FAQ

Montessori emphasizes learning through all five senses, not just through listening, watching, or reading. Children in Montessori classes learn at their own, individual pace and according to their own choice of activities from hundreds of possibilities. Learning is an exciting process of discovery, leading to concentration, motivation, self-discipline, and a love of learning. Montessori classes place children in three-year age groups (3-6, 6-9, 9-12, and so on), forming communities. Montessori represents an entirely different approach to education.

They learn the same kinds of things as children in traditional classes, but learning occurs through self-paced, hands-on activities rather than teacher-directed lessons and follow up seat work. Rather than providing direct instruction, Montessori teachers guide children to exciting moments of discovery, and works to create a non-competitive learning community in which children spontaneously share their knowledge with each other.

There is a small but growing body of well-designed research comparing Montessori students to those in traditional schools. These suggest that in academic subjects, Montessori students perform as well as or better than their non-Montessori peers. 

In one study, for example, children who had attended Montessori schools at the preschool and elementary levels earned higher scores in high school on standardized math and science tests. Another study found that the essays of 12-year-old Montessori students were more creative and used more complex sentence structures than those produced by the non-Montessori group. 

The research also shows Montessori students to have greater social and behavioral skills. They demonstrate a greater sense of fairness and justice, for example, and are more likely to choose positive responses for dealing with social dilemmas.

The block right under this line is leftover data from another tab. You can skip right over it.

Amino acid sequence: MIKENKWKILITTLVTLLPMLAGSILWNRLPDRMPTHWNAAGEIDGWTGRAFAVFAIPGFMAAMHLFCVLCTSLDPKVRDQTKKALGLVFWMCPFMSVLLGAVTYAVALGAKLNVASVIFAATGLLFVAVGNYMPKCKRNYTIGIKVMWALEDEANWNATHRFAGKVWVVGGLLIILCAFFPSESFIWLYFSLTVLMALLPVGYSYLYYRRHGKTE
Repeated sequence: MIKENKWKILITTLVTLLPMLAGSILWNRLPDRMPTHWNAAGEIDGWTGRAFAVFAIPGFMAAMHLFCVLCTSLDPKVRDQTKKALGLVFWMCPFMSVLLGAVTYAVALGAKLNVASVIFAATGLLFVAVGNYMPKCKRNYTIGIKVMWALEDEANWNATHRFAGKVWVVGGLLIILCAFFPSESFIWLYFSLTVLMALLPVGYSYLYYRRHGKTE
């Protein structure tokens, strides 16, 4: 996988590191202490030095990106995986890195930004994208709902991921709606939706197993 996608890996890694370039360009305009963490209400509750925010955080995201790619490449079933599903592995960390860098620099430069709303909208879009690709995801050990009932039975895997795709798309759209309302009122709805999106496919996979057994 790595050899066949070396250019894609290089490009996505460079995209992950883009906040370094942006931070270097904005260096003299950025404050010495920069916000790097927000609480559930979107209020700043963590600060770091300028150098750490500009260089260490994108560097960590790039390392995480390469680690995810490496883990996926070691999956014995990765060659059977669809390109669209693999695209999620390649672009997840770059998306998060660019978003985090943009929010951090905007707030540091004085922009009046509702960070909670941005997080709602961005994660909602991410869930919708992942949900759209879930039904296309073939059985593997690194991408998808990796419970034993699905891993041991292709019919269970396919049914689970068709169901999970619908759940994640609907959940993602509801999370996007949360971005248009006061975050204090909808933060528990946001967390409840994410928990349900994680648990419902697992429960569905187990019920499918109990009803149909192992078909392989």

Dr. Montessori observed that children are more motivated to learn when working on something of their own choosing. A Montessori student may choose their focus of learning on any given day, but the decision is limited by the materials and activities—in each area of the curriculum—that the teacher has prepared and presented to him/her. 

The environment is arranged according to subject area, and children are always free to move around the room instead of staying at desks. There is no limit to how long a child can work with a piece of material. At any one time in a day all subjects — math, language, science, history, geography, art, music, etc., will be being studied, at all levels.

Beginning at the elementary level, students typically set learning goals and create personal work plans under their teacher’s guidance.

Although most Montessori teachers don’t assign grades, they closely observe each student’s progress and readiness to advance to new lessons. Our school (like most Montessori schools)  hold family conferences a few times a year so parents may see their child’s work and hear the teacher’s assessment—and perhaps even their child’s self-assessment.

Grades, like other external rewards, have little lasting effect on a child’s efforts or achievements. The Montessori approach nurtures the motivation that comes from within, kindling the child’s natural desire to learn. There are no grades, or other forms of reward or punishment, subtle or overt. Assessment is by portfolio and the teacher’s observation and record keeping. The test of whether or not the system is working lies in the accomplishment and behavior of the children, their happiness, maturity, kindness, and love of learning and level of work.

A self-motivated learner also learns to be self-sufficient, without needing reinforcement from outside. In the classroom, of course, the teacher is always available to provide students with guidance and support. 

Unlike some private schools, which strive for very small classes, Montessori values the lessons of community when the size of the class is somewhat larger. 

Montessori classes for children above the infant & toddler level might include 20–30 students whose ages span 3 years. All members of the community benefit from this set-up. Older students are proud to act as role models; younger ones feel supported and gain confidence about the challenges ahead. Classes for infants & toddlers are smaller, with typically 10–15 children.